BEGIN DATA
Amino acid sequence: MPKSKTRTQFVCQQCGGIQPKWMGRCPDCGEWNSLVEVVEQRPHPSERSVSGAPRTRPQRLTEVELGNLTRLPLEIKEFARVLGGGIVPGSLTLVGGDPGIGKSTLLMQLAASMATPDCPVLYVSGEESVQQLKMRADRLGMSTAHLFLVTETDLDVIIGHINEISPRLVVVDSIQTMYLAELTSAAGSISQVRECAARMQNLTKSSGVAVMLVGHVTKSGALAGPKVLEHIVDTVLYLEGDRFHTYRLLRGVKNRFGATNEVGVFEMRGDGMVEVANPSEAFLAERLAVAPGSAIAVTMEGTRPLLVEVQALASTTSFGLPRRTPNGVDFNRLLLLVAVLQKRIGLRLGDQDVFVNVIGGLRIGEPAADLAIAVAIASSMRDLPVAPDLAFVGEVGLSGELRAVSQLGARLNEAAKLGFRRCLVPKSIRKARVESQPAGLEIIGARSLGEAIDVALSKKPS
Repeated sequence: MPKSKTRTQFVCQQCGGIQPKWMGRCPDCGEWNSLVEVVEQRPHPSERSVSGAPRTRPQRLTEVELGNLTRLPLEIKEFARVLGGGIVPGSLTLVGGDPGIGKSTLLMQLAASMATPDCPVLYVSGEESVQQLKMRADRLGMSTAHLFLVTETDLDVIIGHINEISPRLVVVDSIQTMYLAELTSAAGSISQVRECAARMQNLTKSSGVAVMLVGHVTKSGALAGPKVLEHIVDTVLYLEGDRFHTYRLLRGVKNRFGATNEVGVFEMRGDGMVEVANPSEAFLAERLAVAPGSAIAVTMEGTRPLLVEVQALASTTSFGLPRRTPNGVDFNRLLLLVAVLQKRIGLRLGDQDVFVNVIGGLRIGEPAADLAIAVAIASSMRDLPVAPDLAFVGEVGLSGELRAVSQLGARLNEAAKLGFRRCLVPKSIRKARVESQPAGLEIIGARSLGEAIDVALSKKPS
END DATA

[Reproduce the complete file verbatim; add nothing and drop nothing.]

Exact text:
Amino acid sequence: MPKSKTRTQFVCQQCGGIQPKWMGRCPDCGEWNSLVEVVEQRPHPSERSVSGAPRTRPQRLTEVELGNLTRLPLEIKEFARVLGGGIVPGSLTLVGGDPGIGKSTLLMQLAASMATPDCPVLYVSGEESVQQLKMRADRLGMSTAHLFLVTETDLDVIIGHINEISPRLVVVDSIQTMYLAELTSAAGSISQVRECAARMQNLTKSSGVAVMLVGHVTKSGALAGPKVLEHIVDTVLYLEGDRFHTYRLLRGVKNRFGATNEVGVFEMRGDGMVEVANPSEAFLAERLAVAPGSAIAVTMEGTRPLLVEVQALASTTSFGLPRRTPNGVDFNRLLLLVAVLQKRIGLRLGDQDVFVNVIGGLRIGEPAADLAIAVAIASSMRDLPVAPDLAFVGEVGLSGELRAVSQLGARLNEAAKLGFRRCLVPKSIRKARVESQPAGLEIIGARSLGEAIDVALSKKPS
Repeated sequence: MPKSKTRTQFVCQQCGGIQPKWMGRCPDCGEWNSLVEVVEQRPHPSERSVSGAPRTRPQRLTEVELGNLTRLPLEIKEFARVLGGGIVPGSLTLVGGDPGIGKSTLLMQLAASMATPDCPVLYVSGEESVQQLKMRADRLGMSTAHLFLVTETDLDVIIGHINEISPRLVVVDSIQTMYLAELTSAAGSISQVRECAARMQNLTKSSGVAVMLVGHVTKSGALAGPKVLEHIVDTVLYLEGDRFHTYRLLRGVKNRFGATNEVGVFEMRGDGMVEVANPSEAFLAERLAVAPGSAIAVTMEGTRPLLVEVQALASTTSFGLPRRTPNGVDFNRLLLLVAVLQKRIGLRLGDQDVFVNVIGGLRIGEPAADLAIAVAIASSMRDLPVAPDLAFVGEVGLSGELRAVSQLGARLNEAAKLGFRRCLVPKSIRKARVESQPAGLEIIGARSLGEAIDVALSKKPS